Incisor teeth are in the frontal area of your mouth, the front and face teeth. You have two in the lower jaw and two in the upper jaw. When you bite a fruit, you are using your incisors. Shaped as a chisel with sharp edges, they help you chew into your food. The incisors are the first to grow when the baby is between six and eight months old.

Lateral Incisors

The four lateral incisors grow next to the middle incisors, one on each side, for the upper and lower jaw. These teeth tear food with their incisal edges.


They are sharp, pointy teeth. A human body has two canines on the upper maxilla and two on the lower mandible. After 16 months of age, the baby will start growing canine teeth. Upper canine teeth grow before the lower ones. The canine teeth are called "cuspids" with incisors; they can bite and tear food.


The premolars are also called bicuspids. Premolars are a bit bigger than incisors and canines. Premolars are smaller than the molars and have two cusps on the biting location for crushing and tearing food. Premolars have ridges to crush down food and a flat surface for grinding food to make it easier to swallow. The premolars nearest to the incisors are the initial or first premolars, while the ones nearest to the molars are the second. Humans have four premolars in the lower jaw and four in the upper maxilla.


They are your most prominent and strongest teeth; the large surface area of your molars helps grind up food. Molars are big teeth with four cusps in the mouth behind the premolars.

When eating, the tongue passes the food to the back of the mouth to let the molars grind it into small pieces for easy swallowing. Molars have broad, flat surfaces for chewing, biting, and crumbling your food.
The molars also include the four wisdom teeth, the last to grow. Usually, they erupt between the ages of 17 and 25. Wisdom teeth are also called third molars. Wisdom Teeth

It is also known as Vestigial teeth, located at the back of the mouth, two in the upper jaw and two in the lower jaw. Wisdom teeth generally erupt during the age of a teenager but can grow at any time. Not all wisdom teeth need extraction. Not everyone has enough room in their mouth for this last group of teeth. Sometimes, the wisdom teeth grow impacted, meaning they are under the other molars; they don't have space to grow in. If you don't have room for your wisdom teeth, you'll likely have to have them removed surgically.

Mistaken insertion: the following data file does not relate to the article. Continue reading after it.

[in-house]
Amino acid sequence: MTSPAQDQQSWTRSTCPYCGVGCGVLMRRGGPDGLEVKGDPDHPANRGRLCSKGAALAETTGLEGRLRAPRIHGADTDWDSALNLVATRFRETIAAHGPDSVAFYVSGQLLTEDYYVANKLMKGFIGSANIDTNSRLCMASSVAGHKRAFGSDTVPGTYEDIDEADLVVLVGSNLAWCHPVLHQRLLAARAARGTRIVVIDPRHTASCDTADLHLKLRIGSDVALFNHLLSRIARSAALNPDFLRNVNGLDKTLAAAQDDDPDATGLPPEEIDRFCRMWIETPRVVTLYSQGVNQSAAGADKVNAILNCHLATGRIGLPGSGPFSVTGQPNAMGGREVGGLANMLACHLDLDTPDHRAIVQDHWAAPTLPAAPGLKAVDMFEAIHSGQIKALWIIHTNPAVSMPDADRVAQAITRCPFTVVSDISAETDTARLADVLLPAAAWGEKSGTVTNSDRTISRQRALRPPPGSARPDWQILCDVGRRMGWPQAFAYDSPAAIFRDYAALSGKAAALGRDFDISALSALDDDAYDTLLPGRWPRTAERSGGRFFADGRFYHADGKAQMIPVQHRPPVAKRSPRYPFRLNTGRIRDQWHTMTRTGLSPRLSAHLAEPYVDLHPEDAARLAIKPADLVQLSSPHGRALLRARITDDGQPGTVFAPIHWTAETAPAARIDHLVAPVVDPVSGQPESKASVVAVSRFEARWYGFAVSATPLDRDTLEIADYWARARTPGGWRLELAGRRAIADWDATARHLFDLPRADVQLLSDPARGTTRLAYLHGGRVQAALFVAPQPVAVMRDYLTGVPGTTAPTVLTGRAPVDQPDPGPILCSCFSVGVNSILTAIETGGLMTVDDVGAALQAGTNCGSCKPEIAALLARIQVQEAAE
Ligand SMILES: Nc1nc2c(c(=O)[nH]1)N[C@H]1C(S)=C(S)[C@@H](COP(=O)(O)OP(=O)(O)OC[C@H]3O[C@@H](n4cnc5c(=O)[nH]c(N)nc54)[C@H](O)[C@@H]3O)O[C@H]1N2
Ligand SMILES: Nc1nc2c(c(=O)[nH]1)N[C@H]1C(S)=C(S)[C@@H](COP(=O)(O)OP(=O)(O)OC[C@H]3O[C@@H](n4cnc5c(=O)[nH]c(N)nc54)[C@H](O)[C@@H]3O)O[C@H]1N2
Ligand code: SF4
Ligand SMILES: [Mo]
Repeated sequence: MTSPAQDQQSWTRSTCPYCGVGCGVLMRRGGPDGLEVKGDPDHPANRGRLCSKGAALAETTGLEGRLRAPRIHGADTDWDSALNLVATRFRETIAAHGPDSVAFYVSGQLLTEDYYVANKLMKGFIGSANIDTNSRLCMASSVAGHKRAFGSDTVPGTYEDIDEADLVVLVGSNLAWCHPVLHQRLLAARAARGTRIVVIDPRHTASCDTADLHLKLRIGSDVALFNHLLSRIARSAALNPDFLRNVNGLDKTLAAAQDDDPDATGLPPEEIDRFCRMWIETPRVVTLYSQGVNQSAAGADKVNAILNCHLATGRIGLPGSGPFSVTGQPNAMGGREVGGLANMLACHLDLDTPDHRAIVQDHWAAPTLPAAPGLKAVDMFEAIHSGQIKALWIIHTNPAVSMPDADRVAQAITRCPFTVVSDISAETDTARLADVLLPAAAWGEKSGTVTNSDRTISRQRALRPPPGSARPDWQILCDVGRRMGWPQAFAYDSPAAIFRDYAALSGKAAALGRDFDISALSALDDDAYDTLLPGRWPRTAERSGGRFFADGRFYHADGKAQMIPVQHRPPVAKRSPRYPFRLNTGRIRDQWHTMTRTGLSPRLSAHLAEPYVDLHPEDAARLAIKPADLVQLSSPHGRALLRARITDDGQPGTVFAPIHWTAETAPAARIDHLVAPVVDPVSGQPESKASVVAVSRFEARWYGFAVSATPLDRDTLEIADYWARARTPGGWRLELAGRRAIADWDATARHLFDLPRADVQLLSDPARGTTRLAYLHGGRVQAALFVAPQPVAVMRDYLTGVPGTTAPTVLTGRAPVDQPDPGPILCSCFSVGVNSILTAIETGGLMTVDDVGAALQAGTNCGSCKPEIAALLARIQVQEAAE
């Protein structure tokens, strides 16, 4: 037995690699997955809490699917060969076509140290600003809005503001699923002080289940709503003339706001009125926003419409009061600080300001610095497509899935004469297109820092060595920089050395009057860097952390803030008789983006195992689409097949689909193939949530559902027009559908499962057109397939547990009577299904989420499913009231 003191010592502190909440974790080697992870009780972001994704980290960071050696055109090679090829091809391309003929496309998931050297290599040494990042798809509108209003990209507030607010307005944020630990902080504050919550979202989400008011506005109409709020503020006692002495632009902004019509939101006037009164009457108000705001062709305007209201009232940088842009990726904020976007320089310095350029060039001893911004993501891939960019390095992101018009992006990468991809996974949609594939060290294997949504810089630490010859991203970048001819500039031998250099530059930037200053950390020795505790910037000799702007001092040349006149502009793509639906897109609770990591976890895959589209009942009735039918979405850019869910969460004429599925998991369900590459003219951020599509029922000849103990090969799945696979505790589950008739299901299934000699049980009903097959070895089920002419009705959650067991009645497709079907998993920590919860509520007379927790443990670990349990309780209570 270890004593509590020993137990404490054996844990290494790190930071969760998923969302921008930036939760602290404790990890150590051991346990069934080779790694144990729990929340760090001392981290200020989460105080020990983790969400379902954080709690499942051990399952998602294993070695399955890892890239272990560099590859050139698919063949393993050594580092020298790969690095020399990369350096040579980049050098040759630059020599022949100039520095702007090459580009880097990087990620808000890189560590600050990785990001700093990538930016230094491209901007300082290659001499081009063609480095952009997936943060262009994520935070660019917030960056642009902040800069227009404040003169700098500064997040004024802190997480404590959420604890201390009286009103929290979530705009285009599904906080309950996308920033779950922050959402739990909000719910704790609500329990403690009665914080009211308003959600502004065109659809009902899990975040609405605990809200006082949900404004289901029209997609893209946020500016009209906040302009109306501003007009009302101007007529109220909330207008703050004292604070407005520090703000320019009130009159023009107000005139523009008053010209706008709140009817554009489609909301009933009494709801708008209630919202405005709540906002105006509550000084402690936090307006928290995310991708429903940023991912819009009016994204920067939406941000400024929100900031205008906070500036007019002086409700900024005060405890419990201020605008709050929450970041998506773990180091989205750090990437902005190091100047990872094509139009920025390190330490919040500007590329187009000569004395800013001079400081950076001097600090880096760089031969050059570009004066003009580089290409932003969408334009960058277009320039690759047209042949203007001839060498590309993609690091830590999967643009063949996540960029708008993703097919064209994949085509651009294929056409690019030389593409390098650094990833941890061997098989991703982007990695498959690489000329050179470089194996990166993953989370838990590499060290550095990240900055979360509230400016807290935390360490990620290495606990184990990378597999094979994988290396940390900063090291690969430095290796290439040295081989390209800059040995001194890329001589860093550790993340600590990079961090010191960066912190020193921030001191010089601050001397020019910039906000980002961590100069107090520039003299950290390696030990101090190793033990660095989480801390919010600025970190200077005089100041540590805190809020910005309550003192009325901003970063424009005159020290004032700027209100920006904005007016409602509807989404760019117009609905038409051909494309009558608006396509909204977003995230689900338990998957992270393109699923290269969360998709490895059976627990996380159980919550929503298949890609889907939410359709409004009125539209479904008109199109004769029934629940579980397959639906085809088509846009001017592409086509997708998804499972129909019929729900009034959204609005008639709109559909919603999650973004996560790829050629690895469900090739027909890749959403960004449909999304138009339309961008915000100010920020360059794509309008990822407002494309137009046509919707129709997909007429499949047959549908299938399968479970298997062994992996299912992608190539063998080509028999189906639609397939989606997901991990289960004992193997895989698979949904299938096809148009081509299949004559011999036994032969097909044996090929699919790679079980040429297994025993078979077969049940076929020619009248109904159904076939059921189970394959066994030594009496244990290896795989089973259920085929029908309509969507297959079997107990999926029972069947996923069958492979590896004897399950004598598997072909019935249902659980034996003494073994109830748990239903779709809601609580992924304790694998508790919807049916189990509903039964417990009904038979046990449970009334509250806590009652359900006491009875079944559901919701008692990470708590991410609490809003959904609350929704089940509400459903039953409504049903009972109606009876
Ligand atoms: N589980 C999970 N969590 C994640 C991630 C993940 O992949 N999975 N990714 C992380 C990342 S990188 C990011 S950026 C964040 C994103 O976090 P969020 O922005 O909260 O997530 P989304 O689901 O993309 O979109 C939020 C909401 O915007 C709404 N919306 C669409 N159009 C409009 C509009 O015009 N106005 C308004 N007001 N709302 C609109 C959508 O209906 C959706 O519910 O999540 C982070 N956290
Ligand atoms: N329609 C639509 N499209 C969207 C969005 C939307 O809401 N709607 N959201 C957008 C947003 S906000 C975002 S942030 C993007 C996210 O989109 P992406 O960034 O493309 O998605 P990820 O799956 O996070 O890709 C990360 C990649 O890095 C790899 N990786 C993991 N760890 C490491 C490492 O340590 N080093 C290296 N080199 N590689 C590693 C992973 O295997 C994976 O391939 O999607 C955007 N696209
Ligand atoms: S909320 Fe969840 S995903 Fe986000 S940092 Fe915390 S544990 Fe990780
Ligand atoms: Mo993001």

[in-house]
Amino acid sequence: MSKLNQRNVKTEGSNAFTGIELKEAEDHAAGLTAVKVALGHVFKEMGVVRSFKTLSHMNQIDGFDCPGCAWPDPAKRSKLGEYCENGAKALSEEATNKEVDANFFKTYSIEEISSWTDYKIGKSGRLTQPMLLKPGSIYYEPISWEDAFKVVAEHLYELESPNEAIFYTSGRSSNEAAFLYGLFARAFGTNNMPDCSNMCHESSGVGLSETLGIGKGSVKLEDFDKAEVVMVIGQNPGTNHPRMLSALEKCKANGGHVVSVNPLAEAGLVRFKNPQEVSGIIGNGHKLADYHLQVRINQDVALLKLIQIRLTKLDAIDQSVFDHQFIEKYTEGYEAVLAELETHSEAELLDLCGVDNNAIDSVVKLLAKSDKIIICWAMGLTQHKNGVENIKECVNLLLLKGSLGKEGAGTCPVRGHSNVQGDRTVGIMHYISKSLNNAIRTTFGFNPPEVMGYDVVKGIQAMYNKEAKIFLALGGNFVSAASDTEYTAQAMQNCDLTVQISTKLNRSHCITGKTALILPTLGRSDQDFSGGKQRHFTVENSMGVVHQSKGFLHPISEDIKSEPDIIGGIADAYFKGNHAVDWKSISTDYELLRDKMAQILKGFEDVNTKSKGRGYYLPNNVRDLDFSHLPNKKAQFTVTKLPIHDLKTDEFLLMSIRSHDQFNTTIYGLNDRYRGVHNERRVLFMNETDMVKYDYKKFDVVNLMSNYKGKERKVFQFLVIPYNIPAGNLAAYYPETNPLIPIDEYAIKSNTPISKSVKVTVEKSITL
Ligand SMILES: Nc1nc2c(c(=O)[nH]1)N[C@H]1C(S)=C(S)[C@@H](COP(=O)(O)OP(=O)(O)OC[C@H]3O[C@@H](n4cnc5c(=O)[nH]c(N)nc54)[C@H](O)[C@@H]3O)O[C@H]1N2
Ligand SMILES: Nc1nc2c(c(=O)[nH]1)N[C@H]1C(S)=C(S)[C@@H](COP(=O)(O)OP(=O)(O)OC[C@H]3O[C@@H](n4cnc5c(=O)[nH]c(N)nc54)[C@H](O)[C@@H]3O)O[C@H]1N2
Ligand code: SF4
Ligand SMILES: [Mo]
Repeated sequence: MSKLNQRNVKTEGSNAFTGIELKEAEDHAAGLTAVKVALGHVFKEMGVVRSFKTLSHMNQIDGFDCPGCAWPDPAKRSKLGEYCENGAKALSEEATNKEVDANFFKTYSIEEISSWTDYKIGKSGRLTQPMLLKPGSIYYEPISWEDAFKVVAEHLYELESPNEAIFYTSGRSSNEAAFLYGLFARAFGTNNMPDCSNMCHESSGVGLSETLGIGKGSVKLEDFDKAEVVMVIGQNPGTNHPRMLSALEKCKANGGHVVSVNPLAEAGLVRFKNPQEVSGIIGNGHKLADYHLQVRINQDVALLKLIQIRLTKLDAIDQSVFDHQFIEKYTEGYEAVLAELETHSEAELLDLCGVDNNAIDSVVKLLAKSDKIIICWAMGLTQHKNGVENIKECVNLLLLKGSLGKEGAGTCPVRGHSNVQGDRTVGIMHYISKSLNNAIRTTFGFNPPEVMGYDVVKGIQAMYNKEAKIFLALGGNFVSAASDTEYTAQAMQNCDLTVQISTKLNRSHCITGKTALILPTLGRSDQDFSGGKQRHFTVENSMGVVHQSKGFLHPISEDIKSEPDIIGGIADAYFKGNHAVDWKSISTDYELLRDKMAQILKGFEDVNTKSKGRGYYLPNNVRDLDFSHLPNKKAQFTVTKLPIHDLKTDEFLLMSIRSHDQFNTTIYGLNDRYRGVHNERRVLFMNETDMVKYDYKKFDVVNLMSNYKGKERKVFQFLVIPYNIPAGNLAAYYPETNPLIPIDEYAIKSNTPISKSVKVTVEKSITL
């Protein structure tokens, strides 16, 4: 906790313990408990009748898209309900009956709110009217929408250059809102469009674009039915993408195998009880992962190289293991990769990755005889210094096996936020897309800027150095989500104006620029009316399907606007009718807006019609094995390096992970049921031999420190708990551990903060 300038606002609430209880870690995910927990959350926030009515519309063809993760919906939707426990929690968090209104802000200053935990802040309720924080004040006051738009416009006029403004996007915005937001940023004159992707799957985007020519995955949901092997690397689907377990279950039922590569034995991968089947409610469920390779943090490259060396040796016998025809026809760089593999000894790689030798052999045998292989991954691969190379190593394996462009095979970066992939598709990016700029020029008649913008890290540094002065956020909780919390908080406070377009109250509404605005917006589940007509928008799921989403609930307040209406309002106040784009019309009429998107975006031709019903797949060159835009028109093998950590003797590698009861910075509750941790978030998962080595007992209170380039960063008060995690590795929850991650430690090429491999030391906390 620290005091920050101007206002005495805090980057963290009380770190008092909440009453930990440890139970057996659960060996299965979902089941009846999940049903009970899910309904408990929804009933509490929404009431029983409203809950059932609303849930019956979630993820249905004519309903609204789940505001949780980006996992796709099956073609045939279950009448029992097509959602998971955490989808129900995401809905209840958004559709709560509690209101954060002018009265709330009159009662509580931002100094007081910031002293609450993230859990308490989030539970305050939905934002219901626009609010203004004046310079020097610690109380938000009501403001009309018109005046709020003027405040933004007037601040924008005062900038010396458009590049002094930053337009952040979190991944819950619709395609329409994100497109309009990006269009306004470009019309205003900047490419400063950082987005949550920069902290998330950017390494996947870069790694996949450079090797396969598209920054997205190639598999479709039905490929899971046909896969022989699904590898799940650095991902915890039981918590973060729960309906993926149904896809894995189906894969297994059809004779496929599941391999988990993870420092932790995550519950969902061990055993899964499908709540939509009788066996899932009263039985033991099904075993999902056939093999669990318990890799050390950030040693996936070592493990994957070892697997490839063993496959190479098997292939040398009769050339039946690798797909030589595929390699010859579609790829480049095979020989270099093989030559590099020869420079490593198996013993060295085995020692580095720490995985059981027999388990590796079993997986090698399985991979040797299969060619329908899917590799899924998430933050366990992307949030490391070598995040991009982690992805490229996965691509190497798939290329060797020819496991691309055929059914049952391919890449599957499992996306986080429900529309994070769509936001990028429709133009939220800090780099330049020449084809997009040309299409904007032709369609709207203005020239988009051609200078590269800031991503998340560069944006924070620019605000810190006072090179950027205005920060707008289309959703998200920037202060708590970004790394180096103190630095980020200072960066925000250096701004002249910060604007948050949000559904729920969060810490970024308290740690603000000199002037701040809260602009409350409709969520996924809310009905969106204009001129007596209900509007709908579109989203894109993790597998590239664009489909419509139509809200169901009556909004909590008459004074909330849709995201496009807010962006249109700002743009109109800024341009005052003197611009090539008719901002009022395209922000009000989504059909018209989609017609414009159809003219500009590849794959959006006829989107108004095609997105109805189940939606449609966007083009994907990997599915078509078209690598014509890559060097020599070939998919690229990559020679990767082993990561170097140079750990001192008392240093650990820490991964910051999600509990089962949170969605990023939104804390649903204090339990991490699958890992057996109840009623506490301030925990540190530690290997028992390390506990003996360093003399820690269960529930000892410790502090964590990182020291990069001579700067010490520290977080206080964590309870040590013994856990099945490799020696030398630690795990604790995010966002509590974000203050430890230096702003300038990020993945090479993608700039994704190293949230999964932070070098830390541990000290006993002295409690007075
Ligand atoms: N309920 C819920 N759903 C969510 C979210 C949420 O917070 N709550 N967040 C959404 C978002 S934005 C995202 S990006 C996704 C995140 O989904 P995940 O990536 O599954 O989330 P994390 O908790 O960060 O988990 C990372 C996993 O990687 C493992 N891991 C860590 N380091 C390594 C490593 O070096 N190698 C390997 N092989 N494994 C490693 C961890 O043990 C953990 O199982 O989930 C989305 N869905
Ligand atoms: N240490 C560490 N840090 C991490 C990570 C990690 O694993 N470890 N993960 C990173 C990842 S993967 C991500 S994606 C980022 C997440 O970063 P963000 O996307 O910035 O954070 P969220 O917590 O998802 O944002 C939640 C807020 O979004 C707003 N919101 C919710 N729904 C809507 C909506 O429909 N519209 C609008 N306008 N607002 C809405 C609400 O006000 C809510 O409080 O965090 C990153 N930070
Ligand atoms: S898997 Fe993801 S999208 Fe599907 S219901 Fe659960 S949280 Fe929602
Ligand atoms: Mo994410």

The tooth surfaces also have a name depending on their location inside the oral cavity. The area of the tooth nearest to the tongue is the lingual surface. For the face teeth, the area closest to the lip is the labial surface. For the back teeth (premolars and molars), the area that faces the checks is known as the buccal surface, and the chewing place is known as the occlusal surface.


  • Labial: surface on the side of the lips of the anterior teeth (incisors and canines)
  • Buccal: surface on the side of the cheeks of the posterior teeth (premolars and molars)
  • Lingual: surface on the side of the tongue of every tooth (anterior and posterior)
  • Occlusal: the masticating surface of the posterior teeth.
  • Incisive: the sharp edge of the incisors.
  • Mésial: interproximal surface (between the adjacent teeth) nearest the midline.
  • Distal: interproximal surface (between the adjacent teeth) located farthest from the midline.

Teeth Numbers

All dental clinics use a chart to follow and understand each patient's treatment. It is called an odontogram, human teeth chart, or diagram. It is like a tooth map that lets the dentists read your case.

The United States uses the ADA nomenclature tooth numbering system, where numbers identify teeth. It is read in a clockwise way.


Teeth from 1 - 16 (from right to left) LOWER JAW
Teeth from 17-32 (from left to right).